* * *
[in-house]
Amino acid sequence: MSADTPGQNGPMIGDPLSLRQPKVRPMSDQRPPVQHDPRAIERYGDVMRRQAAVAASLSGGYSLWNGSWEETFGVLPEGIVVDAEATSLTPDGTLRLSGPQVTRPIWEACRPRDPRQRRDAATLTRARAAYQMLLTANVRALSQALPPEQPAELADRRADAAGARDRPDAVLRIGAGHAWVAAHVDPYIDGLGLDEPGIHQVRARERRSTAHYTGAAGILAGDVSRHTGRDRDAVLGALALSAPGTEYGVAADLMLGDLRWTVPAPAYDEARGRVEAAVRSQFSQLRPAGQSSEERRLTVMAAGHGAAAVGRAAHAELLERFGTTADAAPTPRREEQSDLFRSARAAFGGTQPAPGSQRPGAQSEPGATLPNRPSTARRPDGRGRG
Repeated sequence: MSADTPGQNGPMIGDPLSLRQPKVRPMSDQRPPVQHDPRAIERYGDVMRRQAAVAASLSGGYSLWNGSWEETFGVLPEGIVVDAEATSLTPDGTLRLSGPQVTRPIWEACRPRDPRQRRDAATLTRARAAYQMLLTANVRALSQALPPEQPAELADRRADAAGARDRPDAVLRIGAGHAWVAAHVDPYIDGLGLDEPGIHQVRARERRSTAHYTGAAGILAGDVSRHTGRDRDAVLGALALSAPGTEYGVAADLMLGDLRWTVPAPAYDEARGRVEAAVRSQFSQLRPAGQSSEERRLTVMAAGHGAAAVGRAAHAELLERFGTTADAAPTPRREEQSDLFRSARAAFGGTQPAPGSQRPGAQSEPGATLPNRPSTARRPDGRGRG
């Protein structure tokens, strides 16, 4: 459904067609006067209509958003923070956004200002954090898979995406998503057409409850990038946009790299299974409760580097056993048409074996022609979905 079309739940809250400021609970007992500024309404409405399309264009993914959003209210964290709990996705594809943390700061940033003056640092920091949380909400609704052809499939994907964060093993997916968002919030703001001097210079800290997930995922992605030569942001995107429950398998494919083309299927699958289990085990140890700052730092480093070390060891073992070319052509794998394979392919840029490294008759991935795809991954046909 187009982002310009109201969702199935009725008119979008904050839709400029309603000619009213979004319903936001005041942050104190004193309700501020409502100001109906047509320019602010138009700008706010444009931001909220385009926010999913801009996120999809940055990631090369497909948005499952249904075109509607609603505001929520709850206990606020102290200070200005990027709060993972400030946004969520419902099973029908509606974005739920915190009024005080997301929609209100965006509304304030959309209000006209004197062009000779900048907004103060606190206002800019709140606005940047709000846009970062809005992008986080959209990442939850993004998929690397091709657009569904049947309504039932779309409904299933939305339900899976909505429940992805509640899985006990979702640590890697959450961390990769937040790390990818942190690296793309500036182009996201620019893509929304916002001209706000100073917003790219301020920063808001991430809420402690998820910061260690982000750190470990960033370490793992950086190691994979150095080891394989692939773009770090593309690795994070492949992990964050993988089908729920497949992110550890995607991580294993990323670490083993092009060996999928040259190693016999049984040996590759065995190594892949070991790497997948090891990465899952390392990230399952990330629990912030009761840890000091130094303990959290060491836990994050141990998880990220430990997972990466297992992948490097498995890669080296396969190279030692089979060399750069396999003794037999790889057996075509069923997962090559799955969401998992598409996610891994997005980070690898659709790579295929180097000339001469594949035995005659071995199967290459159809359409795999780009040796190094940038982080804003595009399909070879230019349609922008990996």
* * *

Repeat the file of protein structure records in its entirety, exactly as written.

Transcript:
[in-house]
Amino acid sequence: MSADTPGQNGPMIGDPLSLRQPKVRPMSDQRPPVQHDPRAIERYGDVMRRQAAVAASLSGGYSLWNGSWEETFGVLPEGIVVDAEATSLTPDGTLRLSGPQVTRPIWEACRPRDPRQRRDAATLTRARAAYQMLLTANVRALSQALPPEQPAELADRRADAAGARDRPDAVLRIGAGHAWVAAHVDPYIDGLGLDEPGIHQVRARERRSTAHYTGAAGILAGDVSRHTGRDRDAVLGALALSAPGTEYGVAADLMLGDLRWTVPAPAYDEARGRVEAAVRSQFSQLRPAGQSSEERRLTVMAAGHGAAAVGRAAHAELLERFGTTADAAPTPRREEQSDLFRSARAAFGGTQPAPGSQRPGAQSEPGATLPNRPSTARRPDGRGRG
Repeated sequence: MSADTPGQNGPMIGDPLSLRQPKVRPMSDQRPPVQHDPRAIERYGDVMRRQAAVAASLSGGYSLWNGSWEETFGVLPEGIVVDAEATSLTPDGTLRLSGPQVTRPIWEACRPRDPRQRRDAATLTRARAAYQMLLTANVRALSQALPPEQPAELADRRADAAGARDRPDAVLRIGAGHAWVAAHVDPYIDGLGLDEPGIHQVRARERRSTAHYTGAAGILAGDVSRHTGRDRDAVLGALALSAPGTEYGVAADLMLGDLRWTVPAPAYDEARGRVEAAVRSQFSQLRPAGQSSEERRLTVMAAGHGAAAVGRAAHAELLERFGTTADAAPTPRREEQSDLFRSARAAFGGTQPAPGSQRPGAQSEPGATLPNRPSTARRPDGRGRG
């Protein structure tokens, strides 16, 4: 459904067609006067209509958003923070956004200002954090898979995406998503057409409850990038946009790299299974409760580097056993048409074996022609979905 079309739940809250400021609970007992500024309404409405399309264009993914959003209210964290709990996705594809943390700061940033003056640092920091949380909400609704052809499939994907964060093993997916968002919030703001001097210079800290997930995922992605030569942001995107429950398998494919083309299927699958289990085990140890700052730092480093070390060891073992070319052509794998394979392919840029490294008759991935795809991954046909 187009982002310009109201969702199935009725008119979008904050839709400029309603000619009213979004319903936001005041942050104190004193309700501020409502100001109906047509320019602010138009700008706010444009931001909220385009926010999913801009996120999809940055990631090369497909948005499952249904075109509607609603505001929520709850206990606020102290200070200005990027709060993972400030946004969520419902099973029908509606974005739920915190009024005080997301929609209100965006509304304030959309209000006209004197062009000779900048907004103060606190206002800019709140606005940047709000846009970062809005992008986080959209990442939850993004998929690397091709657009569904049947309504039932779309409904299933939305339900899976909505429940992805509640899985006990979702640590890697959450961390990769937040790390990818942190690296793309500036182009996201620019893509929304916002001209706000100073917003790219301020920063808001991430809420402690998820910061260690982000750190470990960033370490793992950086190691994979150095080891394989692939773009770090593309690795994070492949992990964050993988089908729920497949992110550890995607991580294993990323670490083993092009060996999928040259190693016999049984040996590759065995190594892949070991790497997948090891990465899952390392990230399952990330629990912030009761840890000091130094303990959290060491836990994050141990998880990220430990997972990466297992992948490097498995890669080296396969190279030692089979060399750069396999003794037999790889057996075509069923997962090559799955969401998992598409996610891994997005980070690898659709790579295929180097000339001469594949035995005659071995199967290459159809359409795999780009040796190094940038982080804003595009399909070879230019349609922008990996």